Presentation on theme: "Hematopoietic System Kristine Krafts, M.D.. Hematopoietic System Lecture Objectives Describe the developmental stages of erythropoiesis. Describe the."— Presentation transcript:
Hematopoietic System Kristine Krafts, M.D.
Hematopoietic System Lecture Objectives Describe the developmental stages of erythropoiesis. Describe the developmental stages of granulopoiesis. Describe the differences between red marrow and yellow marrow. List the components of bone marrow stroma. Explain the concept of colony forming units (CFUs).
Hematopoietic System Lecture Outline Introduction
Hematopoietic Tissue Specialized connective tissue. Derived from mesenchyme. Function: produce new blood cells and remove old ones. Two types of hematopoietic tissue Myeloid tissue (in bone marrow): produces everything except lymphocytes Lymphoid tissue (in lymph nodes, spleen): produces lymphocytes (different lecture!)
Myeloid Tissue (Bone Marrow) Bone marrow in adults is found between trabeculae of cancellous (spongy) bone and in the marrow canal of long bones. Red (hematopoietic) bone marrow is found in flat bones of skull, vertebrae, ribs, pelvis, and ends of long bones. Yellow bone marrow is found in long bone diaphyses. It is composed of fibrous CT, adipose tissue (yellow color), nerves, and blood vessels.
Components of Bone Marrow Stroma: a connective tissue network which supports the blood-forming cells. Sinusoids: wide, thin-walled vessels with discontinuous endothelial cells which allow new blood cells to gain access to the bloodstream. Developing blood cells: red cell precursors, white cell precursors (except lymphoid precursors), and megakaryocytes.
Stroma Cells Fibroblasts Macrophages Adipocytes (fat cells) Osteogenic cells Endothelial cells Fibers Type I collagen fibers Type III collagen (reticular) fibers
Bone marrow is present between trabeculae of spongy (cancellous) bones
Bone marrow: trabeculae, hematopoietic tissue and sinusoids
All blood cells arise from a single type of pluripotent stem cell (which is self-renewing). Pluripotent stem cells divide, forming committed stem cells, which divide and eventually mature into red cells, white cells and platelets. You need growth factors called “colony stimulating factors” for this process.
Don’t memorize these specific growth factors! Just know they are necessary.
Hematopoietic System Lecture Outline Introduction Erythrocytes
Erythrocyte Maturation The main jobs: make hemoglobin and form red blood cell with no nucleus. 2,500,000 red cells released into blood per second! Start with big cell and big nucleus; size of both decreases as cell matures. Also: chromatin starts out “fine” (see-through), and becomes progressively more condensed (dark). Nucleus eventually removed.
Morphologic Changes in Erythropoiesis Immature > Mature Large cells, gorgeous basophilic cytoplasm Small cells, with red (eosinophilic) cytoplasm Large, violet- blue nucleus Small, dark blue- black nucleus Fine chromatin (see nucleoli) coarser, then pyknotic nucleus (eventually extruded) Basophilic erythroblast Proerythroblast* Polychromatophilic erythroblast Ortho- chromatophilic erythroblast Reticulocyte Mature red cell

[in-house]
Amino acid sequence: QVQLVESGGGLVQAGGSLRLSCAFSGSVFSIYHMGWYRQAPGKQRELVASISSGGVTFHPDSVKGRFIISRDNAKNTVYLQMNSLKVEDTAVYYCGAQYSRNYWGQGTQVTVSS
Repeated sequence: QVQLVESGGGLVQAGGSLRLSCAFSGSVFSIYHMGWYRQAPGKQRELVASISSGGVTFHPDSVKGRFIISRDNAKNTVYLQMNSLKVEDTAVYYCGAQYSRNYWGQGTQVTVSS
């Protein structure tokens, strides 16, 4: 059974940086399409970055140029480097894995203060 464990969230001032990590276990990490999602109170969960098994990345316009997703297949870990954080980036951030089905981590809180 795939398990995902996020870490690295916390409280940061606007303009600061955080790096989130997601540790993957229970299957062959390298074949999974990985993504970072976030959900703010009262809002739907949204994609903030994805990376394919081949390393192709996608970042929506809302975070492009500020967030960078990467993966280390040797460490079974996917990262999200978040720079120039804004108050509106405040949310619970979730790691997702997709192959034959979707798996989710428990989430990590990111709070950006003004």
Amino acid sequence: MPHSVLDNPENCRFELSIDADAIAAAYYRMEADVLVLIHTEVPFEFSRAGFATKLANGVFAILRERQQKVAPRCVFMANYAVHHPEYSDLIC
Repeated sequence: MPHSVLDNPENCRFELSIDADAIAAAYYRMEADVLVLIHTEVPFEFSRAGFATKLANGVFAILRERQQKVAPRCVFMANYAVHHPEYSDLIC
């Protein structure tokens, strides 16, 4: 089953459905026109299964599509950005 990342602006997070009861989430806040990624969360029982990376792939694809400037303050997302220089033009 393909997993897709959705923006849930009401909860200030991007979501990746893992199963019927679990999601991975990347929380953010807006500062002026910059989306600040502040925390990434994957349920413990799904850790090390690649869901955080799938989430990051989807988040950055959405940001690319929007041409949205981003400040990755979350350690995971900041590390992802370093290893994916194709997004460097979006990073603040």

Basophilic erythroblast Proerythroblast* Polychromatic erythroblast Orthochromatic erythroblast Reticulocyte Mature red cell mitotic non-mitotic * Kristine’s favorite cell Whole process takes only 7 days!
Proerythroblast: Big cell, gorgeous sky-blue cytoplasm, very fine chromatin.
Basophilic erythroblast: a little smaller, with more condensed chromatin and darker cytoplasm. Meh.
Polychromatic erythroblasts: even more condensed chromatin, cytoplasm grey-blue (has a little hemoglobin)
Orthochromatic erythroblast: chromatin very condensed, cytoplasm is grey-pink-lavender (has more hemoglobin)
Orthochromatic erythroblast extruding its nucleus
Reticulocytes: no nucleus, cytoplasm is still a little more lavender than mature red cell
Reticulocytes (special stain)
Hematopoietic System Lecture Outline Introduction Erythrocytes Platelets
Thrombopoiesis Platelets come from giant (up to 100 µm) nucleated cells called megakaryocytes. The megakaryocyte nucleus undergoes endomitosis (replicates DNA without undergoing cell division) Up to 32 copies of normal DNA! Multilobed nucleus Small fragments of megakaryocyte cytoplasm bud off, forming platelets.
Megakaryocyte: huge cell with large, polypoid multilobed nucleus
Hematopoietic System Lecture Outline Introduction Erythrocytes Platelets Leukocytes Granulocytes
Granulocyte Maturation 1,250,000 granulocytes (mostly neutrophils) released per second into blood! Maturation in bone marrow takes about 2 weeks. Cells spend a few hours in the blood, then leave and stay where needed for a few days, then die.
Morphologic Changes in Granulopoiesis Immature > Mature Cytoplasm loses its basophilic color. Chromatin becomes more condensed. Specific granules increase in number.
Lymphopoiesis B lymphocytes develop in the bone marrow. T lymphocytes develop in the thymus. B and T cells then leave and populate secondary lymphoid organs (lymph nodes, spleen). We’ll discuss these later in a different lecture.